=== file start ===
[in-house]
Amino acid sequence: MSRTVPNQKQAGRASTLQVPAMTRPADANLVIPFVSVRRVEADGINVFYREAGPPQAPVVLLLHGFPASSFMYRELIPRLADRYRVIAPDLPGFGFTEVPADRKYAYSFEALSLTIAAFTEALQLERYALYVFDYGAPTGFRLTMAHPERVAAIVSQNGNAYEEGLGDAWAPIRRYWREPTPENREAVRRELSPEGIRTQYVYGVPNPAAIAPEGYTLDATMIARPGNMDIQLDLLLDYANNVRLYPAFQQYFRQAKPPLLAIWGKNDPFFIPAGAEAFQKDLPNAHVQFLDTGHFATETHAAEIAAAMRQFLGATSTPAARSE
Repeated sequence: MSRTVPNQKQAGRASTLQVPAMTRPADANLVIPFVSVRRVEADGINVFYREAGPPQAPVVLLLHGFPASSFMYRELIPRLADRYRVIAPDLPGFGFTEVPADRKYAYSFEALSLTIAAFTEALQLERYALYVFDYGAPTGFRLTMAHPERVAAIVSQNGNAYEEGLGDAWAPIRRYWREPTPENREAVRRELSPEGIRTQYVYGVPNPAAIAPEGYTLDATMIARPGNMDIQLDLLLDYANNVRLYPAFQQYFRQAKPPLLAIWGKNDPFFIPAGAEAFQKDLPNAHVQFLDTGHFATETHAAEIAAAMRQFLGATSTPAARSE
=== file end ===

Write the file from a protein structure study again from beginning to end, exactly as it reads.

[in-house]
Amino acid sequence: MSRTVPNQKQAGRASTLQVPAMTRPADANLVIPFVSVRRVEADGINVFYREAGPPQAPVVLLLHGFPASSFMYRELIPRLADRYRVIAPDLPGFGFTEVPADRKYAYSFEALSLTIAAFTEALQLERYALYVFDYGAPTGFRLTMAHPERVAAIVSQNGNAYEEGLGDAWAPIRRYWREPTPENREAVRRELSPEGIRTQYVYGVPNPAAIAPEGYTLDATMIARPGNMDIQLDLLLDYANNVRLYPAFQQYFRQAKPPLLAIWGKNDPFFIPAGAEAFQKDLPNAHVQFLDTGHFATETHAAEIAAAMRQFLGATSTPAARSE
Repeated sequence: MSRTVPNQKQAGRASTLQVPAMTRPADANLVIPFVSVRRVEADGINVFYREAGPPQAPVVLLLHGFPASSFMYRELIPRLADRYRVIAPDLPGFGFTEVPADRKYAYSFEALSLTIAAFTEALQLERYALYVFDYGAPTGFRLTMAHPERVAAIVSQNGNAYEEGLGDAWAPIRRYWREPTPENREAVRRELSPEGIRTQYVYGVPNPAAIAPEGYTLDATMIARPGNMDIQLDLLLDYANNVRLYPAFQQYFRQAKPPLLAIWGKNDPFFIPAGAEAFQKDLPNAHVQFLDTGHFATETHAAEIAAAMRQFLGATSTPAARSE